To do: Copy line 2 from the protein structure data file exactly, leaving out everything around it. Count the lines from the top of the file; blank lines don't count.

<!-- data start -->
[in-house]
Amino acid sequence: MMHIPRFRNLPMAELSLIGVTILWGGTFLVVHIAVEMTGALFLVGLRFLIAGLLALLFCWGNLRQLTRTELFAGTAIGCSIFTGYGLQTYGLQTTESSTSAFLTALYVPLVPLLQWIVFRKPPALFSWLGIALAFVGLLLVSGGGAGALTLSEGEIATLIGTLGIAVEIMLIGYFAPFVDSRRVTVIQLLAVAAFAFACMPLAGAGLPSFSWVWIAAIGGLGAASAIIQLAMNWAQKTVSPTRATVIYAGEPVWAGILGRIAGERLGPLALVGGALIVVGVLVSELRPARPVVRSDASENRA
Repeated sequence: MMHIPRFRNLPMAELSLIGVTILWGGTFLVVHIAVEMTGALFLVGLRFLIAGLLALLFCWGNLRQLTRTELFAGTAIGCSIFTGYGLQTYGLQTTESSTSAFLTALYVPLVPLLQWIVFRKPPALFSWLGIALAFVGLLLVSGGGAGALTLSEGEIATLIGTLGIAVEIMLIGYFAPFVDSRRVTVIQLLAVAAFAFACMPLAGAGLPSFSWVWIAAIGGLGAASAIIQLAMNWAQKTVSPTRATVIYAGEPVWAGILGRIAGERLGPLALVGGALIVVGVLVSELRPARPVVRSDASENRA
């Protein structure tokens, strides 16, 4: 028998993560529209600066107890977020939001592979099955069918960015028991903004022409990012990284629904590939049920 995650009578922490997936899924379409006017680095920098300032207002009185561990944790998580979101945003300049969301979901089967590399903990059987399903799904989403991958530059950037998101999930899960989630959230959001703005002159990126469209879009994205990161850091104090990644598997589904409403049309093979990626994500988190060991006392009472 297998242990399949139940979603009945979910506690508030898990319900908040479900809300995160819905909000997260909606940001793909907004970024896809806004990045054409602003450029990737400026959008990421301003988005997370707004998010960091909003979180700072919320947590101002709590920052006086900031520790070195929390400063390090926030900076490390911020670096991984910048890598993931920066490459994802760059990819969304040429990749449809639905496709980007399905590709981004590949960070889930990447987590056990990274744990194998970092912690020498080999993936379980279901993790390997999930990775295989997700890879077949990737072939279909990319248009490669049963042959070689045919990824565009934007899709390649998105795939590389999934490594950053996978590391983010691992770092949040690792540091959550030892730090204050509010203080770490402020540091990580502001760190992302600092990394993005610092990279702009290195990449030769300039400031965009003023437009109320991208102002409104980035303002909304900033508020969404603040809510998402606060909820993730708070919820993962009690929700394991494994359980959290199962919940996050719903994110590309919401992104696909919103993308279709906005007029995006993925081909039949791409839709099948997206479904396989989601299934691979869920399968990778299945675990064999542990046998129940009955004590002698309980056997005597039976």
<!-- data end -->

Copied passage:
Amino acid sequence: MMHIPRFRNLPMAELSLIGVTILWGGTFLVVHIAVEMTGALFLVGLRFLIAGLLALLFCWGNLRQLTRTELFAGTAIGCSIFTGYGLQTYGLQTTESSTSAFLTALYVPLVPLLQWIVFRKPPALFSWLGIALAFVGLLLVSGGGAGALTLSEGEIATLIGTLGIAVEIMLIGYFAPFVDSRRVTVIQLLAVAAFAFACMPLAGAGLPSFSWVWIAAIGGLGAASAIIQLAMNWAQKTVSPTRATVIYAGEPVWAGILGRIAGERLGPLALVGGALIVVGVLVSELRPARPVVRSDASENRA